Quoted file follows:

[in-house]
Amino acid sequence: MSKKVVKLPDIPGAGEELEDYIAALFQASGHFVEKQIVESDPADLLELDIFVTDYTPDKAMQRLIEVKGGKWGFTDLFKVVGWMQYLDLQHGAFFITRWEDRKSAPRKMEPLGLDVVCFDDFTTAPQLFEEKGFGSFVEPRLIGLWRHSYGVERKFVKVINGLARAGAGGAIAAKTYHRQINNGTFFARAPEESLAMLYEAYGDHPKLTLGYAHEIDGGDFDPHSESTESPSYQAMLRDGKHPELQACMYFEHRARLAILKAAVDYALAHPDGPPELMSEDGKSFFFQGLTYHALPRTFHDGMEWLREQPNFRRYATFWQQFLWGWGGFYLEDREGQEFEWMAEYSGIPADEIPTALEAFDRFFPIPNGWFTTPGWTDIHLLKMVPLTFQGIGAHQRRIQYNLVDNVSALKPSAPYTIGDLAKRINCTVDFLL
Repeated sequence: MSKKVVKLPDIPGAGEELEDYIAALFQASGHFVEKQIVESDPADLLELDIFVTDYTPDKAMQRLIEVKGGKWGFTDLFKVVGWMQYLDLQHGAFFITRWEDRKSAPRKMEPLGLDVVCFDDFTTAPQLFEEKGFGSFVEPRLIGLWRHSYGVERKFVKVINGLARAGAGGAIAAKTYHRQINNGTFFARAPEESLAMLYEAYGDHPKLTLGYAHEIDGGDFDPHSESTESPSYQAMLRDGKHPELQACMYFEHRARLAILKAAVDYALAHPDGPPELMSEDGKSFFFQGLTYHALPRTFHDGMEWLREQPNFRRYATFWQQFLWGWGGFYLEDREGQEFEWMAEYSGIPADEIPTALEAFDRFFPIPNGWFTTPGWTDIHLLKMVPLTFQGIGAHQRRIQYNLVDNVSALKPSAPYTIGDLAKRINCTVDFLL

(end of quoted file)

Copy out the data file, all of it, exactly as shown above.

[in-house]
Amino acid sequence: MSKKVVKLPDIPGAGEELEDYIAALFQASGHFVEKQIVESDPADLLELDIFVTDYTPDKAMQRLIEVKGGKWGFTDLFKVVGWMQYLDLQHGAFFITRWEDRKSAPRKMEPLGLDVVCFDDFTTAPQLFEEKGFGSFVEPRLIGLWRHSYGVERKFVKVINGLARAGAGGAIAAKTYHRQINNGTFFARAPEESLAMLYEAYGDHPKLTLGYAHEIDGGDFDPHSESTESPSYQAMLRDGKHPELQACMYFEHRARLAILKAAVDYALAHPDGPPELMSEDGKSFFFQGLTYHALPRTFHDGMEWLREQPNFRRYATFWQQFLWGWGGFYLEDREGQEFEWMAEYSGIPADEIPTALEAFDRFFPIPNGWFTTPGWTDIHLLKMVPLTFQGIGAHQRRIQYNLVDNVSALKPSAPYTIGDLAKRINCTVDFLL
Repeated sequence: MSKKVVKLPDIPGAGEELEDYIAALFQASGHFVEKQIVESDPADLLELDIFVTDYTPDKAMQRLIEVKGGKWGFTDLFKVVGWMQYLDLQHGAFFITRWEDRKSAPRKMEPLGLDVVCFDDFTTAPQLFEEKGFGSFVEPRLIGLWRHSYGVERKFVKVINGLARAGAGGAIAAKTYHRQINNGTFFARAPEESLAMLYEAYGDHPKLTLGYAHEIDGGDFDPHSESTESPSYQAMLRDGKHPELQACMYFEHRARLAILKAAVDYALAHPDGPPELMSEDGKSFFFQGLTYHALPRTFHDGMEWLREQPNFRRYATFWQQFLWGWGGFYLEDREGQEFEWMAEYSGIPADEIPTALEAFDRFFPIPNGWFTTPGWTDIHLLKMVPLTFQGIGAHQRRIQYNLVDNVSALKPSAPYTIGDLAKRINCTVDFLL